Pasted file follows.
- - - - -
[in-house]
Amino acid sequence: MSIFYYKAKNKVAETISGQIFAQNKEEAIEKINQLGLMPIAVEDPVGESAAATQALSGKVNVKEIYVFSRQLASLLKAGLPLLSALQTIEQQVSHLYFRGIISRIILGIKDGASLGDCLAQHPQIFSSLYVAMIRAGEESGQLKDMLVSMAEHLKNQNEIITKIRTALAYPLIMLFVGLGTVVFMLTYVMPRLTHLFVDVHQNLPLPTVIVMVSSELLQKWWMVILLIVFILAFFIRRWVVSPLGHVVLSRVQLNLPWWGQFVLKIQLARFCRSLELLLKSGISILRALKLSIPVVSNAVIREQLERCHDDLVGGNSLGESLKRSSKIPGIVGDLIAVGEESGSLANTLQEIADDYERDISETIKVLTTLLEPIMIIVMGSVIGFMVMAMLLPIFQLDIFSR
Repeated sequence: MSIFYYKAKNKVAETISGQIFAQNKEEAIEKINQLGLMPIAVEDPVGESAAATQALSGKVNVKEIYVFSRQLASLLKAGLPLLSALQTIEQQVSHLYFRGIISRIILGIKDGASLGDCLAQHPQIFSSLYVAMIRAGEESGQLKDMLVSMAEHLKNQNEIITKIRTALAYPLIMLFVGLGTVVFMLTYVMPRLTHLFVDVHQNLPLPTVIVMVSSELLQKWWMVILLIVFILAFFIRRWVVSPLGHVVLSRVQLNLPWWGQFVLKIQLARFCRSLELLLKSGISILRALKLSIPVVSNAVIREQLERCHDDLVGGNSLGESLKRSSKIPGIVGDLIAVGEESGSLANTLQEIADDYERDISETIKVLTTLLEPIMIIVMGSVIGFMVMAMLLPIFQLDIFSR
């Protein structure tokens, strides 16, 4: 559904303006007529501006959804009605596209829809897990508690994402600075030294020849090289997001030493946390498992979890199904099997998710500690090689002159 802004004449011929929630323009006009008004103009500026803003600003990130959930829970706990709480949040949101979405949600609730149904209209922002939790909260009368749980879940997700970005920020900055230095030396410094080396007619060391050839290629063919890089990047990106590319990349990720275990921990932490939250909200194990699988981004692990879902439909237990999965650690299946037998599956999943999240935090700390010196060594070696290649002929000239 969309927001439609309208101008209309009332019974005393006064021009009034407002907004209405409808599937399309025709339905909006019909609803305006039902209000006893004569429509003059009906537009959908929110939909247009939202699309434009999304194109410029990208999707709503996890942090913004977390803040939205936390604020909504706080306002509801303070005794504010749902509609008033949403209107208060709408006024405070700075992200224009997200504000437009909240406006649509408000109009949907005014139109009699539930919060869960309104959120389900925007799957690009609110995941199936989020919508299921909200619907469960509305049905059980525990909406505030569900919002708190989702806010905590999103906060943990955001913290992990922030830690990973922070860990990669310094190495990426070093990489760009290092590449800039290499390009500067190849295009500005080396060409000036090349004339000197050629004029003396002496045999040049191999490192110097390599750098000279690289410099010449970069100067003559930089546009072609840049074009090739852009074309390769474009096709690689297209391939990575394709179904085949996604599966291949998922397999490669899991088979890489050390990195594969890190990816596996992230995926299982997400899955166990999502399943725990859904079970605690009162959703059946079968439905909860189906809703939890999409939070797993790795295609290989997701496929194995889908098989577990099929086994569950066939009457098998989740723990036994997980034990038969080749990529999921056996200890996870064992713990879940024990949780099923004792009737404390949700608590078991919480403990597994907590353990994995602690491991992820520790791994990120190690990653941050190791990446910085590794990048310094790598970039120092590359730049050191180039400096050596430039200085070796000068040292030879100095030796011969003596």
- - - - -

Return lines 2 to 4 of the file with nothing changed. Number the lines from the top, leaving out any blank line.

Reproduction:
Amino acid sequence: MSIFYYKAKNKVAETISGQIFAQNKEEAIEKINQLGLMPIAVEDPVGESAAATQALSGKVNVKEIYVFSRQLASLLKAGLPLLSALQTIEQQVSHLYFRGIISRIILGIKDGASLGDCLAQHPQIFSSLYVAMIRAGEESGQLKDMLVSMAEHLKNQNEIITKIRTALAYPLIMLFVGLGTVVFMLTYVMPRLTHLFVDVHQNLPLPTVIVMVSSELLQKWWMVILLIVFILAFFIRRWVVSPLGHVVLSRVQLNLPWWGQFVLKIQLARFCRSLELLLKSGISILRALKLSIPVVSNAVIREQLERCHDDLVGGNSLGESLKRSSKIPGIVGDLIAVGEESGSLANTLQEIADDYERDISETIKVLTTLLEPIMIIVMGSVIGFMVMAMLLPIFQLDIFSR
Repeated sequence: MSIFYYKAKNKVAETISGQIFAQNKEEAIEKINQLGLMPIAVEDPVGESAAATQALSGKVNVKEIYVFSRQLASLLKAGLPLLSALQTIEQQVSHLYFRGIISRIILGIKDGASLGDCLAQHPQIFSSLYVAMIRAGEESGQLKDMLVSMAEHLKNQNEIITKIRTALAYPLIMLFVGLGTVVFMLTYVMPRLTHLFVDVHQNLPLPTVIVMVSSELLQKWWMVILLIVFILAFFIRRWVVSPLGHVVLSRVQLNLPWWGQFVLKIQLARFCRSLELLLKSGISILRALKLSIPVVSNAVIREQLERCHDDLVGGNSLGESLKRSSKIPGIVGDLIAVGEESGSLANTLQEIADDYERDISETIKVLTTLLEPIMIIVMGSVIGFMVMAMLLPIFQLDIFSR
């Protein structure tokens, strides 16, 4: 559904303006007529501006959804009605596209829809897990508690994402600075030294020849090289997001030493946390498992979890199904099997998710500690090689002159 802004004449011929929630323009006009008004103009500026803003600003990130959930829970706990709480949040949101979405949600609730149904209209922002939790909260009368749980879940997700970005920020900055230095030396410094080396007619060391050839290629063919890089990047990106590319990349990720275990921990932490939250909200194990699988981004692990879902439909237990999965650690299946037998599956999943999240935090700390010196060594070696290649002929000239 969309927001439609309208101008209309009332019974005393006064021009009034407002907004209405409808599937399309025709339905909006019909609803305006039902209000006893004569429509003059009906537009959908929110939909247009939202699309434009999304194109410029990208999707709503996890942090913004977390803040939205936390604020909504706080306002509801303070005794504010749902509609008033949403209107208060709408006024405070700075992200224009997200504000437009909240406006649509408000109009949907005014139109009699539930919060869960309104959120389900925007799957690009609110995941199936989020919508299921909200619907469960509305049905059980525990909406505030569900919002708190989702806010905590999103906060943990955001913290992990922030830690990973922070860990990669310094190495990426070093990489760009290092590449800039290499390009500067190849295009500005080396060409000036090349004339000197050629004029003396002496045999040049191999490192110097390599750098000279690289410099010449970069100067003559930089546009072609840049074009090739852009074309390769474009096709690689297209391939990575394709179904085949996604599966291949998922397999490669899991088979890489050390990195594969890190990816596996992230995926299982997400899955166990999502399943725990859904079970605690009162959703059946079968439905909860189906809703939890999409939070797993790795295609290989997701496929194995889908098989577990099929086994569950066939009457098998989740723990036994997980034990038969080749990529999921056996200890996870064992713990879940024990949780099923004792009737404390949700608590078991919480403990597994907590353990994995602690491991992820520790791994990120190690990653941050190791990446910085590794990048310094790598970039120092590359730049050191180039400096050596430039200085070796000068040292030879100095030796011969003596």